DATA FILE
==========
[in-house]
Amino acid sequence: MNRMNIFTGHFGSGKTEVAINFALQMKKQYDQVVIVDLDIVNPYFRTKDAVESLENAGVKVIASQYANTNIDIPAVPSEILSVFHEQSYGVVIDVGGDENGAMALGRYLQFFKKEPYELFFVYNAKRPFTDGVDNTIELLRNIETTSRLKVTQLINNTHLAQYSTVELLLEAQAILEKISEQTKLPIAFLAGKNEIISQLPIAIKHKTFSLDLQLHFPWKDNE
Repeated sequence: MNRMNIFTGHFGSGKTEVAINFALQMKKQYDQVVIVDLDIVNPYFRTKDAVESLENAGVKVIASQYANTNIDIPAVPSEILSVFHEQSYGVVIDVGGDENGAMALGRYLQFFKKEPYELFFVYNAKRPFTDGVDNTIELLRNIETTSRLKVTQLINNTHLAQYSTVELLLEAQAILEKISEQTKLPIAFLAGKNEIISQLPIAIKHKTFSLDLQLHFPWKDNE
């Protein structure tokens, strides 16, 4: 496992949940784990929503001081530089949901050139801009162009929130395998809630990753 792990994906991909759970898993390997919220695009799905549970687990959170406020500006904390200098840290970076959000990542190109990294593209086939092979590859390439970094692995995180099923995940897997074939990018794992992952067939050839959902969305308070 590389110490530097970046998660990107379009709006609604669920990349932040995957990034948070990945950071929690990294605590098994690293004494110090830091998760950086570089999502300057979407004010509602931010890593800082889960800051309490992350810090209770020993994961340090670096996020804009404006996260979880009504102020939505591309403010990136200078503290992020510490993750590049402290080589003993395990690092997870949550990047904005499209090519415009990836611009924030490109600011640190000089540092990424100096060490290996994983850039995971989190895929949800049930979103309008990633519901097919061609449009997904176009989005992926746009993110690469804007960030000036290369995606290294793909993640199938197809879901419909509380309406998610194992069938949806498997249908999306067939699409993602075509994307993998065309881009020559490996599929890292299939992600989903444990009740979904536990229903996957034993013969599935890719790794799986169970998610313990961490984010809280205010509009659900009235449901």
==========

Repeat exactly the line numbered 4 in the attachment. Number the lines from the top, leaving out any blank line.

């Protein structure tokens, strides 16, 4: 496992949940784990929503001081530089949901050139801009162009929130395998809630990753 792990994906991909759970898993390997919220695009799905549970687990959170406020500006904390200098840290970076959000990542190109990294593209086939092979590859390439970094692995995180099923995940897997074939990018794992992952067939050839959902969305308070 590389110490530097970046998660990107379009709006609604669920990349932040995957990034948070990945950071929690990294605590098994690293004494110090830091998760950086570089999502300057979407004010509602931010890593800082889960800051309490992350810090209770020993994961340090670096996020804009404006996260979880009504102020939505591309403010990136200078503290992020510490993750590049402290080589003993395990690092997870949550990047904005499209090519415009990836611009924030490109600011640190000089540092990424100096060490290996994983850039995971989190895929949800049930979103309008990633519901097919061609449009997904176009989005992926746009993110690469804007960030000036290369995606290294793909993640199938197809879901419909509380309406998610194992069938949806498997249908999306067939699409993602075509994307993998065309881009020559490996599929890292299939992600989903444990009740979904536990229903996957034993013969599935890719790794799986169970998610313990961490984010809280205010509009659900009235449901």